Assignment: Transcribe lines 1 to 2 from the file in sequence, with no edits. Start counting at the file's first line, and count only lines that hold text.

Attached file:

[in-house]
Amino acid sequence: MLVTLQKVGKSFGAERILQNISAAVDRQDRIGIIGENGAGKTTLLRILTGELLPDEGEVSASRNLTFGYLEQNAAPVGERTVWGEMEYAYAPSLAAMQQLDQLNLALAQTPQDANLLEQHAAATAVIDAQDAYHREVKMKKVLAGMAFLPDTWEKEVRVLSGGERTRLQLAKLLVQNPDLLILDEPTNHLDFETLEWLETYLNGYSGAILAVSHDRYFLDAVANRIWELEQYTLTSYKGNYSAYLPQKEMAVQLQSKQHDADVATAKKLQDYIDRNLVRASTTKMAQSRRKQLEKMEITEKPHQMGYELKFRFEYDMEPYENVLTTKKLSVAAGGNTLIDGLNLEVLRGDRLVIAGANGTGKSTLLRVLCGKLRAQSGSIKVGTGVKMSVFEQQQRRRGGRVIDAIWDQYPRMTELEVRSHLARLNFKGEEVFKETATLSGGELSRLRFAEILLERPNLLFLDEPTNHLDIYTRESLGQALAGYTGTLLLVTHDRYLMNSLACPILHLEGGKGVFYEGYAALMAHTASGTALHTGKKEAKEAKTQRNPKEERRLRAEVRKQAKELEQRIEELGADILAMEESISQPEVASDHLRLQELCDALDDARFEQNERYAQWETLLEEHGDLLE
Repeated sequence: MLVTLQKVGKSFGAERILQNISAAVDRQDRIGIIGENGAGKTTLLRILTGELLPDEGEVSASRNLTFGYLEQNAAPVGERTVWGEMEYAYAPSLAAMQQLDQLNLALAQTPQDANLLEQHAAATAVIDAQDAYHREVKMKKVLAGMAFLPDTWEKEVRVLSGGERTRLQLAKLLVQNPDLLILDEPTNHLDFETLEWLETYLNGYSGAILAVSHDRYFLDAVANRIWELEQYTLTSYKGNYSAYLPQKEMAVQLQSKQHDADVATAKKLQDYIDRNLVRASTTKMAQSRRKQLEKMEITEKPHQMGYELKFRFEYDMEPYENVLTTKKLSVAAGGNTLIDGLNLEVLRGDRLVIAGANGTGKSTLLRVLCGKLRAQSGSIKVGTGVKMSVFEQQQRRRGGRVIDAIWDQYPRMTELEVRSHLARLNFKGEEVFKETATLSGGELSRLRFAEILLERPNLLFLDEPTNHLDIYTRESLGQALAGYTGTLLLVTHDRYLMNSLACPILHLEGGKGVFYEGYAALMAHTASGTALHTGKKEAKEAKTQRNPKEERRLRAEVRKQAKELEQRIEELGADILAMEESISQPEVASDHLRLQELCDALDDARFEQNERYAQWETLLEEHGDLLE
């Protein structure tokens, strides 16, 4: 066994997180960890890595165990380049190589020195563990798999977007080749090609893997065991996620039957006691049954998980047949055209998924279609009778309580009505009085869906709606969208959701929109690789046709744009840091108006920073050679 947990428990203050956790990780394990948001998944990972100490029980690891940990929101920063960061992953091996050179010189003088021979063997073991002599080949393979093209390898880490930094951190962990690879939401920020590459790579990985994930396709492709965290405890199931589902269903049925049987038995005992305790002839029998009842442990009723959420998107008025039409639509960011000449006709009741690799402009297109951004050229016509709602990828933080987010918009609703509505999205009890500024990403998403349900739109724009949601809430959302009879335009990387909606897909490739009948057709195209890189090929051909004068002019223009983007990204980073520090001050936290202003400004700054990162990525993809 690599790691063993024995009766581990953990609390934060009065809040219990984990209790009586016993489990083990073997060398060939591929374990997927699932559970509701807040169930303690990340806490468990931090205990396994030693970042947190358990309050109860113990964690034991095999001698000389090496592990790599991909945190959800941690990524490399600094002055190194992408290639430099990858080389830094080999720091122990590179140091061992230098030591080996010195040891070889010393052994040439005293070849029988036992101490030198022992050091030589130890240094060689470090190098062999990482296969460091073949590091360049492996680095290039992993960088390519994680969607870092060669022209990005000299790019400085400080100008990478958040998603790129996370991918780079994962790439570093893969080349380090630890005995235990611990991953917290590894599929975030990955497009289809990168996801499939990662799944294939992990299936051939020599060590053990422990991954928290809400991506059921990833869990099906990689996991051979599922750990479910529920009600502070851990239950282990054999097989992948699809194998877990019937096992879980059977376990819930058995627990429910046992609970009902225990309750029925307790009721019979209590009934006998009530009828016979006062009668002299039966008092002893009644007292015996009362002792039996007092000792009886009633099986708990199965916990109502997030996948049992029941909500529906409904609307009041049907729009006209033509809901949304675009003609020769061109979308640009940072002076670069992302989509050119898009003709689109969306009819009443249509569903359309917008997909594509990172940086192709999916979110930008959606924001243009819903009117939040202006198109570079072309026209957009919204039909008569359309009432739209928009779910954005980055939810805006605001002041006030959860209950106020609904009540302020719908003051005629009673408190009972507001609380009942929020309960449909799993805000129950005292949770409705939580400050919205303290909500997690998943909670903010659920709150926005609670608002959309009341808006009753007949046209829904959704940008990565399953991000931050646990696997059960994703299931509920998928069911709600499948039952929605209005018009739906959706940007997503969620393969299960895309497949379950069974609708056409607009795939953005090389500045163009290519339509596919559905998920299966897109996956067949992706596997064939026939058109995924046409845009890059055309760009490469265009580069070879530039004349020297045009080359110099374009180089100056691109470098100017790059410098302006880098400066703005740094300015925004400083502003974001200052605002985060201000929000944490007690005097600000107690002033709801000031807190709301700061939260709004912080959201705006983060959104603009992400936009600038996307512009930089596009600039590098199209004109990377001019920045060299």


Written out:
[in-house]
Amino acid sequence: MLVTLQKVGKSFGAERILQNISAAVDRQDRIGIIGENGAGKTTLLRILTGELLPDEGEVSASRNLTFGYLEQNAAPVGERTVWGEMEYAYAPSLAAMQQLDQLNLALAQTPQDANLLEQHAAATAVIDAQDAYHREVKMKKVLAGMAFLPDTWEKEVRVLSGGERTRLQLAKLLVQNPDLLILDEPTNHLDFETLEWLETYLNGYSGAILAVSHDRYFLDAVANRIWELEQYTLTSYKGNYSAYLPQKEMAVQLQSKQHDADVATAKKLQDYIDRNLVRASTTKMAQSRRKQLEKMEITEKPHQMGYELKFRFEYDMEPYENVLTTKKLSVAAGGNTLIDGLNLEVLRGDRLVIAGANGTGKSTLLRVLCGKLRAQSGSIKVGTGVKMSVFEQQQRRRGGRVIDAIWDQYPRMTELEVRSHLARLNFKGEEVFKETATLSGGELSRLRFAEILLERPNLLFLDEPTNHLDIYTRESLGQALAGYTGTLLLVTHDRYLMNSLACPILHLEGGKGVFYEGYAALMAHTASGTALHTGKKEAKEAKTQRNPKEERRLRAEVRKQAKELEQRIEELGADILAMEESISQPEVASDHLRLQELCDALDDARFEQNERYAQWETLLEEHGDLLE